Carbon nanotube converter powers implants remotely through laser light
(Nanowerk Spotlight) Implantable medical devices such as cardiac pacemakers, neurostimulators and drug delivery devices are major medical tools to support life activity and provide new therapeutic strategies. Most such devices are powered by lithium batteries whose service life is as low as 10 years. Hence, many patients must undergo a major surgery to check the battery performance and replace the batteries as necessary.
A team in Japan has now reported another interesting strategy that would keep using batteries but provides a mechanism for remotely recharging them from outside the body by converting laser light into thermal energy and subsequently to electricity. The main purpose of this study was to show that it is possible to remotely control electrical energy generation by laser light that can be transmitted through living tissue in order to target various bionic applications implanted in the body.
"Among various power sources for implanted medical devices, our system is a promising candidate because of its excellent ability to obtain energy directly from external and non-contact laser light and because its production of electricity can be controlled by laser light intensity," Dr. Eijiro Miyako, a research scientist at the Health Research Institute (HRI) at the National Institute of Advanced Industrial Science and Technology (AIST) In Osaka, tells Nanowerk.
Miyako explains that in contrast to electromagnetic coupling – another wireless power supply technique that has been reported and that successfully supplies electric power for an artificial heart through the skin – his team's technique shows no risk of disturbing surrounding instruments through electromagnetic induction. "We think that using laser light rather than electromagnetic coupling is much safer" he says. "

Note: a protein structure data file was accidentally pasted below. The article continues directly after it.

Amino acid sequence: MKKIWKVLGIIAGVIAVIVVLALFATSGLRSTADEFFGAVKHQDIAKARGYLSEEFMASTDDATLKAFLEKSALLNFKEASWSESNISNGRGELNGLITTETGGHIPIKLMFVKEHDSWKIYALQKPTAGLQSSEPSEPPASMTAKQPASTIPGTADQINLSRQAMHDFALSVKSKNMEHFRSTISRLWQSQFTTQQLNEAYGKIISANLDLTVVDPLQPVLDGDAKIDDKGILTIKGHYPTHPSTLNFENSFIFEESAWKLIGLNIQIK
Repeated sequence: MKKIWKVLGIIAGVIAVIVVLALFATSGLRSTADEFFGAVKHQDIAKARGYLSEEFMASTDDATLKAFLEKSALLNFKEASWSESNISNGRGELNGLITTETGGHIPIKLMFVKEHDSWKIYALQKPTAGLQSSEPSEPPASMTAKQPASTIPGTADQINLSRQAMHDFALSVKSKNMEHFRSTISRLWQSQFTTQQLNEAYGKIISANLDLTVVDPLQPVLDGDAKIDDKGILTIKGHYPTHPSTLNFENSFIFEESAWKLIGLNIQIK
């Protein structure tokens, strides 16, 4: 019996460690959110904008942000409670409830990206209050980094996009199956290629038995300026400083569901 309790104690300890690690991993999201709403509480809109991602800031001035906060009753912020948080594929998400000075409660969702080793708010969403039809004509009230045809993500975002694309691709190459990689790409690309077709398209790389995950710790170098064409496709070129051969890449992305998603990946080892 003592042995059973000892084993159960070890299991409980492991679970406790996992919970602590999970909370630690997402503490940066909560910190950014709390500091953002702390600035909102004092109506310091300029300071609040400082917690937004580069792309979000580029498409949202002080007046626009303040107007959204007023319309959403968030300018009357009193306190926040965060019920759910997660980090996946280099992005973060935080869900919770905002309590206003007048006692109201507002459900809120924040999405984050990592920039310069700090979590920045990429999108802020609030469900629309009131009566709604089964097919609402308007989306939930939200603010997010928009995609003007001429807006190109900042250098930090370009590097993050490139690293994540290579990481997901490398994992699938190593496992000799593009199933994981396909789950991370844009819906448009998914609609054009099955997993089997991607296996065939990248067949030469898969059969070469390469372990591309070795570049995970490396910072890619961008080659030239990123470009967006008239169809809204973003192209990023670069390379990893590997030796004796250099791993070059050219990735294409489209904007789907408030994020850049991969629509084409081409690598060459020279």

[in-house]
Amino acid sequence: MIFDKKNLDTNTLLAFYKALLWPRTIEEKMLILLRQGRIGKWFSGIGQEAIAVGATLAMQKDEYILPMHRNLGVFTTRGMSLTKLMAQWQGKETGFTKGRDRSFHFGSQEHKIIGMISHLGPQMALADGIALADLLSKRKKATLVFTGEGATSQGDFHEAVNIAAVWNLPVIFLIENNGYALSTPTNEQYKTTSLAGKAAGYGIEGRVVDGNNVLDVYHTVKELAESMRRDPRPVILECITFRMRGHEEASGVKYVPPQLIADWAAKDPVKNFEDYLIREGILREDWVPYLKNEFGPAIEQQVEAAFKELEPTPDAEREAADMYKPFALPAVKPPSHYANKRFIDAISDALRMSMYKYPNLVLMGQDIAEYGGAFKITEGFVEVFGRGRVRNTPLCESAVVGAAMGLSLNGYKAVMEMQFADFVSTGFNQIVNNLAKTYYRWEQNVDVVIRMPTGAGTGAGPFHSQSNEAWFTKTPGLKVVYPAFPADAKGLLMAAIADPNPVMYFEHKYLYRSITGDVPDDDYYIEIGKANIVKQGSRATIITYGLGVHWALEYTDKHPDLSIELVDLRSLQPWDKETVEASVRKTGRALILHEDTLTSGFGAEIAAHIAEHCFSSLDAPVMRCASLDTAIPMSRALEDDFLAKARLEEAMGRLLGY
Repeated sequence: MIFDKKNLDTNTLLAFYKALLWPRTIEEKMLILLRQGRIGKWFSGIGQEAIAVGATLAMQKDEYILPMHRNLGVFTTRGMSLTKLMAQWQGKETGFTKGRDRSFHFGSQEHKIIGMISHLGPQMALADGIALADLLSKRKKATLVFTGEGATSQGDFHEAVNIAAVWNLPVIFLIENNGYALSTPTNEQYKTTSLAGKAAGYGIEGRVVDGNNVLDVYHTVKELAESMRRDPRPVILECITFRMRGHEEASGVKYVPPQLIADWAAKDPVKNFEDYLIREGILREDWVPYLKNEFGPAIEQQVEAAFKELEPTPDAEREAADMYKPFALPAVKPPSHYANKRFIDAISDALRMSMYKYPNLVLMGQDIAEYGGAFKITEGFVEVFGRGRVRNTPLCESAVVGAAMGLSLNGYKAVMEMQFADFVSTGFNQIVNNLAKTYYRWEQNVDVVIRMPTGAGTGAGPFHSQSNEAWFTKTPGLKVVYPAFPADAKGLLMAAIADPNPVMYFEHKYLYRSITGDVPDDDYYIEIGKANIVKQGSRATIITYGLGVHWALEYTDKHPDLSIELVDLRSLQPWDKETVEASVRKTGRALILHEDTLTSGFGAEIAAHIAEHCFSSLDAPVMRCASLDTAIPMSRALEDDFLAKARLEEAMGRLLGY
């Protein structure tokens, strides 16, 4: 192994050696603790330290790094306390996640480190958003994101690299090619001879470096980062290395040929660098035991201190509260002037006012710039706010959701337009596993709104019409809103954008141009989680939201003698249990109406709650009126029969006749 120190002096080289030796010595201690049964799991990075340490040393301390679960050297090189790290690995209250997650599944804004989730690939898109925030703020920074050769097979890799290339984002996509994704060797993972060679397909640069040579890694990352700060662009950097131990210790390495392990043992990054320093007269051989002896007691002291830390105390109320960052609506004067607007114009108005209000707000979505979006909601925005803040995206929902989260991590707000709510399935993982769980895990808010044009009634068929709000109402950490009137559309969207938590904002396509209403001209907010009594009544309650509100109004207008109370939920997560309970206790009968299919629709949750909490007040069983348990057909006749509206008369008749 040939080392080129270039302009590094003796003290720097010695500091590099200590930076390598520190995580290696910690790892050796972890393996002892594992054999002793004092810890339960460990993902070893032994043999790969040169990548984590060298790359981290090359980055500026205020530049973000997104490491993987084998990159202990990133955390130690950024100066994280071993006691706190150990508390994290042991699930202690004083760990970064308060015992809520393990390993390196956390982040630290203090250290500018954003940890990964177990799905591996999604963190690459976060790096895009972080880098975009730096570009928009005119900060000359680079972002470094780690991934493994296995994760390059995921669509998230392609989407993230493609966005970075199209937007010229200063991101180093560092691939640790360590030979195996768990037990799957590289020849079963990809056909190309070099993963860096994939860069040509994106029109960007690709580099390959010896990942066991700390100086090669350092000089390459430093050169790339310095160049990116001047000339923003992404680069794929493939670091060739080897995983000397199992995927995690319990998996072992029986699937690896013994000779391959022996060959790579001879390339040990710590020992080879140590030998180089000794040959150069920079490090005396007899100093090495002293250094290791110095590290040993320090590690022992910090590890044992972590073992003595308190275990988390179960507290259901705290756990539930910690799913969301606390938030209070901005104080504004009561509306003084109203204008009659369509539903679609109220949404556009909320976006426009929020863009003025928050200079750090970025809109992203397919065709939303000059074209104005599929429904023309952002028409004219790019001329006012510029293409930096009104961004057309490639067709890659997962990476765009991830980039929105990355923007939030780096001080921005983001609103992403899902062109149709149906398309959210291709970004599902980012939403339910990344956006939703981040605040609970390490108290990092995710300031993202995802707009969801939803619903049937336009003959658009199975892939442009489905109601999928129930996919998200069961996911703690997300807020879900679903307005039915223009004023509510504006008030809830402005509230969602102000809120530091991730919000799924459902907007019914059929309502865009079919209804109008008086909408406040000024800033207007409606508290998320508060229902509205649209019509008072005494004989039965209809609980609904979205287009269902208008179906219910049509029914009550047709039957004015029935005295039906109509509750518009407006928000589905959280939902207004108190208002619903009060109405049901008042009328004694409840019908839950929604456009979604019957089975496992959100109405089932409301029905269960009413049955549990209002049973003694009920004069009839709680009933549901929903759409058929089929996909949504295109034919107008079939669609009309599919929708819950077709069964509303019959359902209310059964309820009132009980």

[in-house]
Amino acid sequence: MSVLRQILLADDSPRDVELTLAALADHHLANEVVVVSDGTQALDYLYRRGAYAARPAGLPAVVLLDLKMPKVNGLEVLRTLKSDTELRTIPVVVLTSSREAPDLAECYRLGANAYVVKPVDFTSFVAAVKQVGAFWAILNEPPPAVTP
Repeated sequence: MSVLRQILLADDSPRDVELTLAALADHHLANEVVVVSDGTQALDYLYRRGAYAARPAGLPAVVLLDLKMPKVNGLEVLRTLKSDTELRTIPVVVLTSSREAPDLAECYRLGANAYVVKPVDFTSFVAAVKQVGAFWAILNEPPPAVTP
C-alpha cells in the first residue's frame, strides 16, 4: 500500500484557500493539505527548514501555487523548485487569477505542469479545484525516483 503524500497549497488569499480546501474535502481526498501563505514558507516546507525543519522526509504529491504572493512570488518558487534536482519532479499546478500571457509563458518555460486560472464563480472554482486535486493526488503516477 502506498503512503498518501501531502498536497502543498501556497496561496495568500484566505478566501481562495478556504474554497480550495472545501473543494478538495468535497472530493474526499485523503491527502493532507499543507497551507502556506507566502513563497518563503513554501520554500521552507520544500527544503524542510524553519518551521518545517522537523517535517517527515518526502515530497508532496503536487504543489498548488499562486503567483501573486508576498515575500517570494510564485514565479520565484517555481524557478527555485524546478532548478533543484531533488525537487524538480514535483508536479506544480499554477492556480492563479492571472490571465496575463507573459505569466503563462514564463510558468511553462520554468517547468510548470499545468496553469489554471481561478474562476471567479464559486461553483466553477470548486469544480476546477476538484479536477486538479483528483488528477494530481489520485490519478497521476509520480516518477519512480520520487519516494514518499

Photograph of the CNT-based photo-thermal-electrical converter. (Image: Dr. Miyako, AIST)
"Our device works through the Seebeck effect, the conversion of temperature differences directly into electricity" explains Miyako. "In an electrical circuit made of two different conductors – in this case a special arrangement of semiconductor materials – a temperature difference between the contacts results in a small voltage. Only the side of the device coated with the silicon/carbon nanotube composite that gets irradiated heats up, which provides the required temperature difference."
Because the carbon nanotubes absorb very well in a range of wavelengths that can pass through tissue, the device, which need be no larger than a half-centimeter cube, can be implanted under the skin. Simple irradiation should then allow it to generate enough voltage to charge the battery of a pacemaker or other device.
"To the best of our knowledge, this is the first demonstration of remote control of physiological tissue activities and in vivo electrical power generation through a new type of photo-thermal-electrical converter that exploits the powerful photothermal properties of carbon nanotubes," says Miyako. "Our study also provides a new mechanism for designing various bioelectronic devices, such as a power source for the stimulation of living tissues, a sensing material for optical biotelemetry, and a power supply system for implantable medical devices."
At the moment, the team's converters fall short of delivering the approx. 300 mV of electricity required to charge a battery in implanted medical devices. Safely improving the power generation of their CNT-based material is therefore a key focus of the team's current research efforts.